saved this one also…i was thinking of “her” today and was talking to the person who suggested maybe i should consider getting out, and thats my sister..we both are forgiving people and today we both somehow brought “her” up and how we did miss her………………and a moment later…………………………i ran the many posts i read here and matched them to my true experience and reality said NOT!!! so timely
    indeed! mike

  10. Sunshine
    April 27, 2010 at 7:38 am

    Wow…I can’t stop reading this site! I hope to be there for my friend who has an abusive wife and two children and just now trying to figure it out in his life. My fear is that he won’t end the cycle. It’s such a helpless feeling to watch someone you care about go through this…

    • shrink4men
      April 27, 2010 at 3:47 pm

      It’s very hard to watch someone you love go through this. All you can really do is be there to help him through once the light switch is completely turned on.

      Best,
      Dr T

  11. Richard
    April 27, 2010 at 5:46 am

    Thanks Dr. T, this article is VERY timely, you saved me from making a HUGE mistake.

    Clearly a concept like “Collaborative Law” is out of the question when BPD is involved.

    • shrink4men
      April 27, 2010 at 3:32 pm

      Hi Richard,

      Well, never say never, but if you wife hasn’t been collaborative during the marriage, what are the odds that she’ll be collaborative during the divorce?

      If she were capable of being collaborative, fair-minded and kind you wouldn’t have reached this point in your marriage. Abusive bullies don’t compromise. They view fair compromise as weak. If you offer her a generous deal right off the bat, she’ll see you as a sucker and take it as a greenlight to press for more. Trying to be reasonable and fair with these women usually comes back to bite you in the ass.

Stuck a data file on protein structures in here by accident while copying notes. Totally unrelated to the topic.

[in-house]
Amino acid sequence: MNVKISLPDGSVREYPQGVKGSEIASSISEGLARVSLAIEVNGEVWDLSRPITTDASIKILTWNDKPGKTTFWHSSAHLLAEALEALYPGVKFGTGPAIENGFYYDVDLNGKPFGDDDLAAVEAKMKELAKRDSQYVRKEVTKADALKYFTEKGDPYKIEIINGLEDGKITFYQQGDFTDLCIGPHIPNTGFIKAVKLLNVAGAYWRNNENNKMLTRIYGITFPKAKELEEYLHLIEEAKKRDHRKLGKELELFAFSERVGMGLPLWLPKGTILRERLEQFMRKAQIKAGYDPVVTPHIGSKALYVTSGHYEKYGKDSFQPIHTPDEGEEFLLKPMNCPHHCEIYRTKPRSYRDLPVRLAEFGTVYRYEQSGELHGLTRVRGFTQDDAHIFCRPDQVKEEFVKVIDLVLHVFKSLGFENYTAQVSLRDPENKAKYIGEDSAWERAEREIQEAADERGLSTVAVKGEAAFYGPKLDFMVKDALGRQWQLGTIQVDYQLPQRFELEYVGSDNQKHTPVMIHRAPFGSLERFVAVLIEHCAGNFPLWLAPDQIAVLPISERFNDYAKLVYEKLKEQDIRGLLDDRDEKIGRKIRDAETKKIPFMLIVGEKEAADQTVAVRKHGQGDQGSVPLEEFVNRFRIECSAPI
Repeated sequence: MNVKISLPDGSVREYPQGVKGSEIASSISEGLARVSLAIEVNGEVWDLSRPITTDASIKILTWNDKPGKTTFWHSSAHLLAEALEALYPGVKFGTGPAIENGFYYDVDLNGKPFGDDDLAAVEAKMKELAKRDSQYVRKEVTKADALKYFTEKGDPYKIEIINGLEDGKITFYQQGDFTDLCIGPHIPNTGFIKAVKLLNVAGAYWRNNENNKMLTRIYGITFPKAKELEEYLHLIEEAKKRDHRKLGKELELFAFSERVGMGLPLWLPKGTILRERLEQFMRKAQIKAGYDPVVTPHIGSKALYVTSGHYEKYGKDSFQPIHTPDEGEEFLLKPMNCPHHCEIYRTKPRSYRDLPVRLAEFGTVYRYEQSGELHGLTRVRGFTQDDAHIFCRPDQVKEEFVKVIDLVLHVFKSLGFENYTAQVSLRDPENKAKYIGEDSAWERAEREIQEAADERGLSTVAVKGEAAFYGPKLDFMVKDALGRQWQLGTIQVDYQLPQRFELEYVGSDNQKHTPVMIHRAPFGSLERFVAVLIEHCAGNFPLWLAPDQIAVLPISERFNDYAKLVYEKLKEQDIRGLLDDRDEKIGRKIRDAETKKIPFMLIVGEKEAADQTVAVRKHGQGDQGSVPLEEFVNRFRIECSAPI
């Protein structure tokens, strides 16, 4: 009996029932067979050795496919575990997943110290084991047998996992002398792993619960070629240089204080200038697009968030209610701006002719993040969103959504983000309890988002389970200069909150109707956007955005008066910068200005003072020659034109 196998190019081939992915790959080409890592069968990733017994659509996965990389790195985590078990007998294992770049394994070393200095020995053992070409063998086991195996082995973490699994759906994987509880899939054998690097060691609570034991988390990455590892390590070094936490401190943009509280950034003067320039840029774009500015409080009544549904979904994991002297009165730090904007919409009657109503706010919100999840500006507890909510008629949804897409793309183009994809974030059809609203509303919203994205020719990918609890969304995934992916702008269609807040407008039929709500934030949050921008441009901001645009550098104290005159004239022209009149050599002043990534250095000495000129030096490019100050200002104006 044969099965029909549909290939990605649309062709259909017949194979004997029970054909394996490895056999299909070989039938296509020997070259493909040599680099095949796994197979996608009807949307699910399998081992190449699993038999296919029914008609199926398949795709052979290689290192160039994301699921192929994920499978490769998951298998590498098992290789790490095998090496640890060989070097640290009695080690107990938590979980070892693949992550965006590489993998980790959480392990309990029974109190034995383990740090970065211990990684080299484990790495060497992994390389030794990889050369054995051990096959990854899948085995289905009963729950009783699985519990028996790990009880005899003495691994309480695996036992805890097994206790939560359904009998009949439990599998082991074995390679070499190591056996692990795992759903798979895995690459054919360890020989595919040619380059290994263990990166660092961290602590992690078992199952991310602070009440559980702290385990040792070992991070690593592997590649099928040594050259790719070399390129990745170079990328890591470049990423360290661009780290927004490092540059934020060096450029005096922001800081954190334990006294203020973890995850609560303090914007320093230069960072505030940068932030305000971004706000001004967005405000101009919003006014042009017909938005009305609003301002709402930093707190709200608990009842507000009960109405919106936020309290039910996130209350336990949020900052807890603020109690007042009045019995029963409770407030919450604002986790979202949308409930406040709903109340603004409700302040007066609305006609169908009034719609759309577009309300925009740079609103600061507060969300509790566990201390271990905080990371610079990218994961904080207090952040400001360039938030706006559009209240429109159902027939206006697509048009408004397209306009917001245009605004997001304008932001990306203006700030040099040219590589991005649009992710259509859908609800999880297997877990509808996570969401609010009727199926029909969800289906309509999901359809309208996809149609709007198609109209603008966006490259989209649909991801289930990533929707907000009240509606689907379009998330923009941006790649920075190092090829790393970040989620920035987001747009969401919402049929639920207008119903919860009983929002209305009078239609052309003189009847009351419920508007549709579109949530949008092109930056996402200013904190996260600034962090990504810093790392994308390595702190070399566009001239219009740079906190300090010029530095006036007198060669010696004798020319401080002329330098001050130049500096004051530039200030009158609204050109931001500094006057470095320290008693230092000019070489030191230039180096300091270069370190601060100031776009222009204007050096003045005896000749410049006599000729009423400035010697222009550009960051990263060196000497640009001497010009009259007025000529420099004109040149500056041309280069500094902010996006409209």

Know your bottom line and stick to it. Make her work for every nickle she tries to take from you. It’s a bit like trying to wear out an out of control, behavior disordered dog. Also, you might want to wait for her and her attorney to make the first settlement offer. Many of these women have a hard time articulating exactly what they want. Well, essentially, they want everything. I think many of them hesitate to make their demands because they worry that if you agree to it, they could have asked for more.

      You may want to wait and see what outrageous demands she and her attorney make and then negotiate down from there. If you make the first offer, they will probably try to negotiate up, up and up.

      Kind Regards,
      Dr T

      • Shobu
        April 27, 2010 at 7:48 pm

        I totally agree with this doc; I am
        currently about to finish a long drawn out legal war with my STBX, and she has not responded to any settlement offers from my attorney, not to mention, when asked in an email as to what she really wanted in a settlement (when she was claiming she was interested in settling) she replied “I really have no idea what I want”. Endquote. This was followed by an email saying how unreasonable the settlement we
        offered was, even though it was extremely generous in an effort to settle the case and save an rapidly mounting attorneys fees. They (her or her attorney) have not put forth a single reply or serious offer to settle in the last year, although they have been very willing to pull me into court for the littlest thing and have claimed in the same breath that I am dragging it out and “abusing the system”.
        Doc, you’ve been absolutely 100% correct on all this. Guys (and ladies) in these situations, obey the no-contact rule, don’t tell mutual friends about any of your plans, get an attorney with experience with people like this and has experience in trials, and don’t bother offering to settle, since these individuals will interpret this a weakness and in my experience will use this as a reason to drag this out further. Just realize